In Ireland, dairy products are the largest product category exported with 34 % of total global trade, with the production of cheese accounting for over 800 million exports per year alone.
Cheese products are extremely vulnerable to Brexit due to the importance of trade with the UK. In Ireland, cheese will be most impacted by delays at ports caused by the potential reintroduction of customs or border controls.
To predict forthcoming changes related to Brexit and analyze their impact on the cheese supply chain in Ireland, a simulation model was built.
Simulation model for supply chain risk management
The supply chain risk management model focused on Roll-on/Roll-off (Ro/Ro) maritime transport connectivity between Ireland, the UK, and other EU member states. The dynamics of the freight flow in the supply chain were set based on the four main entities: products, trucks, ports, and vessels.
To develop the model, the research team used a combination of the agent-based and discrete event modeling approaches along with geographic information system (GIS) included in the simulation software AnyLogic 8.4.
Specifically, agent-based modeling was used for communication between the four main supply chain entities (products, trucks, vessels, and ports). On the other hand, discrete event modeling was applied for sequencing the procedures inside different agents of the supply chain network.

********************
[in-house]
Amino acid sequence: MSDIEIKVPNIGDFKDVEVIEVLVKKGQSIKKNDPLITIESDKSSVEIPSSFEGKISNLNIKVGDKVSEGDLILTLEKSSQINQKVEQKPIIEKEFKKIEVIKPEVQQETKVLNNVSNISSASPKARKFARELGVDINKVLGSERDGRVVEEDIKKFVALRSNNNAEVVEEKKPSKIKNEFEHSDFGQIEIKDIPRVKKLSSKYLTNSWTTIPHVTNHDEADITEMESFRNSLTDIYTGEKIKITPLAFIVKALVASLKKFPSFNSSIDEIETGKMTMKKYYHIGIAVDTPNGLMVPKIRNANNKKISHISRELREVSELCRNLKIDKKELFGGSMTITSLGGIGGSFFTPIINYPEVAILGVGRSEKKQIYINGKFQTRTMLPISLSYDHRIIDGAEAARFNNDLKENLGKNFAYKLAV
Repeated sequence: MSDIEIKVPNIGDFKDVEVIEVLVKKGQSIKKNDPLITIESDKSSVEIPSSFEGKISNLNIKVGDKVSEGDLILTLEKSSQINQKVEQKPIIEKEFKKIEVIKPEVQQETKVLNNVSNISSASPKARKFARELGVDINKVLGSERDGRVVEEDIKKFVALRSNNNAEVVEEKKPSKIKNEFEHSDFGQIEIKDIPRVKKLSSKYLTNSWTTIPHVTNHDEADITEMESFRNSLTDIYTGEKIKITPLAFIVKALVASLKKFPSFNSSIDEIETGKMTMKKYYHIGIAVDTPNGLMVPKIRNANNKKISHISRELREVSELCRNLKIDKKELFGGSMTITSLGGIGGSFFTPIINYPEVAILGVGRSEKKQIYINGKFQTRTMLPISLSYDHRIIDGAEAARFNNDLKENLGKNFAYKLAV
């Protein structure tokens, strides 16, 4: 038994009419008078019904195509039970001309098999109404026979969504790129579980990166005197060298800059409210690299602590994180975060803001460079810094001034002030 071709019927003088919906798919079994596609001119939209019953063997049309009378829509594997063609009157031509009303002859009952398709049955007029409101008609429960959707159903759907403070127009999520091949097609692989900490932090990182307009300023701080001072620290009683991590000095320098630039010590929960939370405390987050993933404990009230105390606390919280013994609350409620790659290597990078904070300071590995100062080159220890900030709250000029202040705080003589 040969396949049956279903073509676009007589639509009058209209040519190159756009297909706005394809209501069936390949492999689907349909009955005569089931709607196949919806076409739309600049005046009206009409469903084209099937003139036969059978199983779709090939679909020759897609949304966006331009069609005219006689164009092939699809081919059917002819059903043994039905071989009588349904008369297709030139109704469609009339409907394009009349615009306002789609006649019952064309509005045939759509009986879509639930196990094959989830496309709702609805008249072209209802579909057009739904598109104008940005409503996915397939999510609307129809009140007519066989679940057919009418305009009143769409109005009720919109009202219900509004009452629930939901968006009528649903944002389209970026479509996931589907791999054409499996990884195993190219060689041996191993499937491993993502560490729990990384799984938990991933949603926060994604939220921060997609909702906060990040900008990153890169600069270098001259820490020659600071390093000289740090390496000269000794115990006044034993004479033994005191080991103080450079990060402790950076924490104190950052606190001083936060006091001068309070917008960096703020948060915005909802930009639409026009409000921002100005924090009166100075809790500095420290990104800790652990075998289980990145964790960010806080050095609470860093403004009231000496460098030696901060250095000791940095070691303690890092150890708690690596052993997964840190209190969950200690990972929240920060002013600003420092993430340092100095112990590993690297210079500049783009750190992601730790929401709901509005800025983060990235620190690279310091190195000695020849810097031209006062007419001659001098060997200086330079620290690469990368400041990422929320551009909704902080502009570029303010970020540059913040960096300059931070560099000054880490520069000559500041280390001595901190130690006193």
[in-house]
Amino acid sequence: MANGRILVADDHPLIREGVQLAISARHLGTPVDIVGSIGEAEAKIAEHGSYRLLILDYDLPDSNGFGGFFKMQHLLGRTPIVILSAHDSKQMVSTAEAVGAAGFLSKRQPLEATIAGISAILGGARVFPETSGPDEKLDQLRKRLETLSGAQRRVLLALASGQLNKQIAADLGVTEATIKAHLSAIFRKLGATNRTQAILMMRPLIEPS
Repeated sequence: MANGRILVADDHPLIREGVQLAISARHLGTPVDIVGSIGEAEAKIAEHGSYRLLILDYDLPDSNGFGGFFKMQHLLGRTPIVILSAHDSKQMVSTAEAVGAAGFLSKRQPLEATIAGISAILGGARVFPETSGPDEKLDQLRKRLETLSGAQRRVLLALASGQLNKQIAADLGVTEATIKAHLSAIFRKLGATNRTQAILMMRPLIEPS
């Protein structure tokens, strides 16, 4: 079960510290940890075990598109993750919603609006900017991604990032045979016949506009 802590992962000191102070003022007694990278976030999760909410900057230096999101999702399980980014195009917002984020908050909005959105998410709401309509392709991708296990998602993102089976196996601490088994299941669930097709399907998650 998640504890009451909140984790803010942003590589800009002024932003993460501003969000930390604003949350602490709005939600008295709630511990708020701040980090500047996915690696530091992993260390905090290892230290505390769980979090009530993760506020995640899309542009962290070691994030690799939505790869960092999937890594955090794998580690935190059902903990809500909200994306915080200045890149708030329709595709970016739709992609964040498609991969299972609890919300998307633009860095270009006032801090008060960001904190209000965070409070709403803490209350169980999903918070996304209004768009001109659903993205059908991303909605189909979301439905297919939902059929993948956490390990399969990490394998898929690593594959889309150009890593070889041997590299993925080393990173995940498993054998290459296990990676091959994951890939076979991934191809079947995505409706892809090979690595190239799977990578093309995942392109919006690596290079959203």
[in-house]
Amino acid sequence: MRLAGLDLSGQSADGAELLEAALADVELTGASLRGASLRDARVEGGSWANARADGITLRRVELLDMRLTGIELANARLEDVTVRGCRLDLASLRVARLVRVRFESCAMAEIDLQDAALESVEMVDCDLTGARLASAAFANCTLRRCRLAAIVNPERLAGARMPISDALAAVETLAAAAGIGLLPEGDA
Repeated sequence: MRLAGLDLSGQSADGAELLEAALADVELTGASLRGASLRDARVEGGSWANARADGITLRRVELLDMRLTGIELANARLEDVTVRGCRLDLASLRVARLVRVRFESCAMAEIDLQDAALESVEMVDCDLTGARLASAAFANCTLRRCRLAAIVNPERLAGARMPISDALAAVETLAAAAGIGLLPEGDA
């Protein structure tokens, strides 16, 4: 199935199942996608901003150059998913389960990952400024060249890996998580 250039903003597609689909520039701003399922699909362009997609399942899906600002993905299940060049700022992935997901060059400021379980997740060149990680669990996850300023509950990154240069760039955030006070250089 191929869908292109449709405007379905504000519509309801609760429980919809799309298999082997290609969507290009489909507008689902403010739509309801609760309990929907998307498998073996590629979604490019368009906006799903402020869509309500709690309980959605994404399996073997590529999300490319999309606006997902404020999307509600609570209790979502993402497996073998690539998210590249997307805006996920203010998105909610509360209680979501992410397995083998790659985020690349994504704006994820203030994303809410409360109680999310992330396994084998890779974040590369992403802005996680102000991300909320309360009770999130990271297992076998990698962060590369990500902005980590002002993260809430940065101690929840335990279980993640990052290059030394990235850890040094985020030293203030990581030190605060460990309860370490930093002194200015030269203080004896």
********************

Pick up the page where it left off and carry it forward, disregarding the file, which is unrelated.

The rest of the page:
In total, 15 agents were used to mimic the flow of import and export products. They included suppliers (starting location of trucks), distributors (end location of trucks), and ports in Ireland and GB.
The aim of the supply chain risk management model built in AnyLogic software was to analyze and quantify the expected disruptions and delays at Irish ports after Brexit. The team also wanted to predict the impact on the cheese products flow between Ireland and the UK.
The model investigated three post-Brexit scenarios:
- Applying non-tariff barriers at Ireland’s and the UK’s ports.
- Replacing the UK Landbridge with direct maritime routes to mainland Europe.
- Lack of checking infrastructure at the UK ports and their impact on the transportation time and shelf life of the Irish cheese exported to the UK market.
The unclear situation at the border control posts in Ireland and the UK after the transition period undermines the ability of the Irish businesses to take effective decisions and make long-term plans about their supply chain designs.
A supply chain risk management simulation model could play a pivotal role to lift a segment of this uncertainty and provide decision-makers with better visibility to their supply chains and the related trade flow.
The model outcomes suggested that the Irish and EU negotiators needed to emphasize easing the non-tariff barriers at the UK ports and providing fast lanes (i.e., Green Route lane) for the trucks that carry limited shelf life and perishable products.
The model outcomes had also shown the importance of preparing a suitable checking infrastructure at the Irish and the UK ports before the end of the transition period.